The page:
Auckland Mayor Phil Goff says the city should get priority over the rest of New Zealand for the vaccine rollout.
He said Auckland is the "risk area" with the majority of the quarantine facilities and the gateway to the rest of the country.
What's more, he said, Auckland is in alert level 4 for a further two weeks while the rest of New Zealand is in level 3 and possibly going down to level 2.
"The greatest level of risk at the moment is Auckland and the most vulnerable are sub-groups within Auckland.
"I'm not saying Auckland first, but risk areas first," he said.
Goff said he had been working with Associate Health Minister Ayesha Verrall to see if Auckland can sustain the higher level of vaccinations in the past fortnight, which have got up to 25,000 a day in the city using things like a drive through at Auckland Airport park and ride and West Auckland's Trust Arena.
His comments come as Prime Minister Jacinda Ardern has admitted that the vaccine rollout may have to be slowed down to avoid running out of doses.
She has not ruled out halting new bookings in other regions so it keeps pace in Auckland, where 1.43 million people are eligible for the vaccine.
Goff is encouraged by the Prime Minister's comments, saying he has been pushing for Auckland to get vaccinated as a priority since the last lockdown and is still pushing for it.
"I'm sure my Facebook page will be flooded with comments 'you Aucklanders want everything' but the Prime Minister acknowledged we are doing the heavy lifting in Auckland for the rest of the country," he said.
It is in the interests of the whole country that Aucklanders get the maximum protection against Covid outbreaks in Auckland so it doesn't spread to the rest of the country the next time it might occur.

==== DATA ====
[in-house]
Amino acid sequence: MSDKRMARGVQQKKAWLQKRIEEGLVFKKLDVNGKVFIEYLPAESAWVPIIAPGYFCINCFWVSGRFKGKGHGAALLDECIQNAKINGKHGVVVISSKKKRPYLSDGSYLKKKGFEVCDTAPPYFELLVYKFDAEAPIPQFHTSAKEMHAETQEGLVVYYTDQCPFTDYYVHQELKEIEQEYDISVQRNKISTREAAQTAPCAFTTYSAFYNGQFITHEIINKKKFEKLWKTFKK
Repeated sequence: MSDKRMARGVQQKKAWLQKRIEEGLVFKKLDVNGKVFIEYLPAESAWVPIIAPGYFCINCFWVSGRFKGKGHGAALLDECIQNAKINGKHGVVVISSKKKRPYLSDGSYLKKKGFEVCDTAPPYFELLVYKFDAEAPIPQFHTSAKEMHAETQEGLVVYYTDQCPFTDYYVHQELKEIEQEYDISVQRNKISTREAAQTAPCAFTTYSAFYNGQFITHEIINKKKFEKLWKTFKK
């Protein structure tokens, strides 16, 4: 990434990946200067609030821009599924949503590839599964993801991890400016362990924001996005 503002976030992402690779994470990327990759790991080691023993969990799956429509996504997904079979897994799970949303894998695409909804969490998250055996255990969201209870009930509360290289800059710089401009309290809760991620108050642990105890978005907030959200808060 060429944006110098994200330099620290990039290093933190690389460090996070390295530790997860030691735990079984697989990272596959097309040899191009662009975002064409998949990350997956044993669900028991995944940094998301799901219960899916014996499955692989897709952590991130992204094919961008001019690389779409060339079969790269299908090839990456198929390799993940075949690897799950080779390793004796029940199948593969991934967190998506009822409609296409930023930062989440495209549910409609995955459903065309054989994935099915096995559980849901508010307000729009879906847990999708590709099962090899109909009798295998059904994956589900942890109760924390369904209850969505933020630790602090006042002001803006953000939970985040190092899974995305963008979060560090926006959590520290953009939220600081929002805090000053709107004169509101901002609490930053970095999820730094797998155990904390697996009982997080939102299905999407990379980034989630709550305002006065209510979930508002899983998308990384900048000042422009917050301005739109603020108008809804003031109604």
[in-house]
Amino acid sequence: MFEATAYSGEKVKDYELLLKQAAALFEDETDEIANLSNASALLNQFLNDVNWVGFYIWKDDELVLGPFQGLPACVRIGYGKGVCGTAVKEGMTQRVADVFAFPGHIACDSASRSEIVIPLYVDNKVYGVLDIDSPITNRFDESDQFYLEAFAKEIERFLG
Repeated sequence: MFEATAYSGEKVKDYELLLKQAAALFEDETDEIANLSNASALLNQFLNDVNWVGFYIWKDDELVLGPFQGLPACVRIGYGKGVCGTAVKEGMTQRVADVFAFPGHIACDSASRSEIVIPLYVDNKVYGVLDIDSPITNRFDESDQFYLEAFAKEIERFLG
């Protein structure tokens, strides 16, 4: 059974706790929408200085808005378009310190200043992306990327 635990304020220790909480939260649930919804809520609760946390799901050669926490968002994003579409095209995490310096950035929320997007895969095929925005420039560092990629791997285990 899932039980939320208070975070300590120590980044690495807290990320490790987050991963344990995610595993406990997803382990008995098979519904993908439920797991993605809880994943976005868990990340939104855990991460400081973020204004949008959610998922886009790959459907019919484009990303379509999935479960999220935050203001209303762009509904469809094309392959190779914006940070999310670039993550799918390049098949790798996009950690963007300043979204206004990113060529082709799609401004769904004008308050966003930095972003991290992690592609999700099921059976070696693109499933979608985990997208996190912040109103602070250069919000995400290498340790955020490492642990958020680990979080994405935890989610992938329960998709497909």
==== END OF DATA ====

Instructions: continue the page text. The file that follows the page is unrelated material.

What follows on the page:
"We hope that it doesn't happen but we know with this particular variant it just goes like wildfire," he said.
Manurewa-Papakura councillor Daniel Newman said a higher concentration of vaccines directed at Māori and Pacific peoples is necessary. Pacific peoples number 200,924 and Maori 132,388 of the city's eligible population for the vaccine.
"A higher concentration of vaccine doses coupled with changes to improve uptake among Māori and Pacific population groups are vital to reduce the threat of yo-yoing lockdowns.
"While the overall surge of vaccinations is welcomed, the momentum is not even. The uptake of vaccination among Māori and Pacific peoples, particularly those in younger age groups, is still not high enough," Newman said.
He said Ministry of Health vaccination data showed that rates of uptake among Māori and Pacific peoples is still lagging.
The booking system is a helpful way to manage access to vaccines, he said, but walk-ups and drive-through vaccinations with no booking are really important too.
"In South Auckland, for example, it is vital that we remove all barriers and make it as simple as possible to get people vaccinated without delay."